Richard Bensinger, labor organizer at Starbucks Workers United and former organizing director of the AFL-CIO, told CNBC earlier this year that the movement was a “generational uprising.” The Starbucks labor campaign, which began in Buffalo and has now won eight victories in three states, has quickly spread to coffee shops across the country and is led by many workers in their early 20s, he said. declared.

Isaiah Thomas is a warehouse worker at Amazon’s Bessemer, Alabama facility. The 20-year-old said he joined the company in September 2020 to help pay his bills and for his college education at the University of Alabama at Birmingham. But he told CNBC he took a semester off to focus on the campaign, which is also looking to get organized with RWDSU.

“I believe that in order to bring about the change that I want to see, I have to be really involved in it,” he said. “And when I saw this opportunity present itself, and I knew it would have a very positive impact on my colleagues in my own life, I took the plunge and I’ve been going for it 100% ever since.”

The public portion of the Alabama vote count will take place later this week. “We look forward to making the voices of our employees heard. Our goal remains to work directly with our team to continue to make Amazon a great place to work.” Amazon spokesperson Kelly Nantel told CNBC in a statement. A second union ballot campaign is underway in Staten Island for Amazon.

How companies do it

Companies, especially publicly traded companies, must strike a delicate balance when their employees begin to unionize. Not all shareholders will think unionization is good for the bottom line, while others will think employees should be treated more fairly, according to Peter Cappelli, professor of management and director of the Wharton School’s Center for Human Resources.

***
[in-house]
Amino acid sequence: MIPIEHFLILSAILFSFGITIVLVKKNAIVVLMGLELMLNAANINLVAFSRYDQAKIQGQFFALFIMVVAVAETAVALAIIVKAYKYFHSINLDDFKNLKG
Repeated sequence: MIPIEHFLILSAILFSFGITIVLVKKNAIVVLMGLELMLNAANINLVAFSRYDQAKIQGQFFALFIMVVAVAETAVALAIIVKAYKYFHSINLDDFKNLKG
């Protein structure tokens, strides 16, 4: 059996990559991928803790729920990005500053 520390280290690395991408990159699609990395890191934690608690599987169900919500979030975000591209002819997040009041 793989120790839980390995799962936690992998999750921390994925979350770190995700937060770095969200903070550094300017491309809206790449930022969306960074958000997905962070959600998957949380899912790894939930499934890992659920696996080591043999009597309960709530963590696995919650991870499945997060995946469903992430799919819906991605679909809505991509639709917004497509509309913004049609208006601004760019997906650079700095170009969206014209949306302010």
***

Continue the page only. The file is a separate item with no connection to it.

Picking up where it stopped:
“The math that a company has to make on this, in this context where you could be more aggressive and increase the likelihood of winning the election and damaging your brands, how do you feel about that, if all you think is, say, pleasing your shareholders?” said Capelli. “It’s not an easy needle to thread.”

Some companies go further and hire consultants like Joe Brock, president of Reliant Labor Consultants.

Brock was a former union president of a local branch of the Teamsters in Philadelphia. He said he has become disillusioned with what happens behind the scenes with unions, particularly when contracts are being negotiated. He said companies sometimes proactively call him to give presentations to employees to discourage them from joining a union. Other times they contact him after a campaign has started.

Brock resists the term “busting” and describes his work as something more nuanced.

“The union’s threat is valid, I think it causes many workplaces to review policies and make changes, I see it all the time,” Brock said. “I also see where they don’t address the issue, and they want me to come in and be the union breaker, and my company doesn’t. We don’t come in and lie to employees. We let’s tell them that it could work well for them, but it could also work very badly.

– CNBC’s Betsy Spring contributed to this article.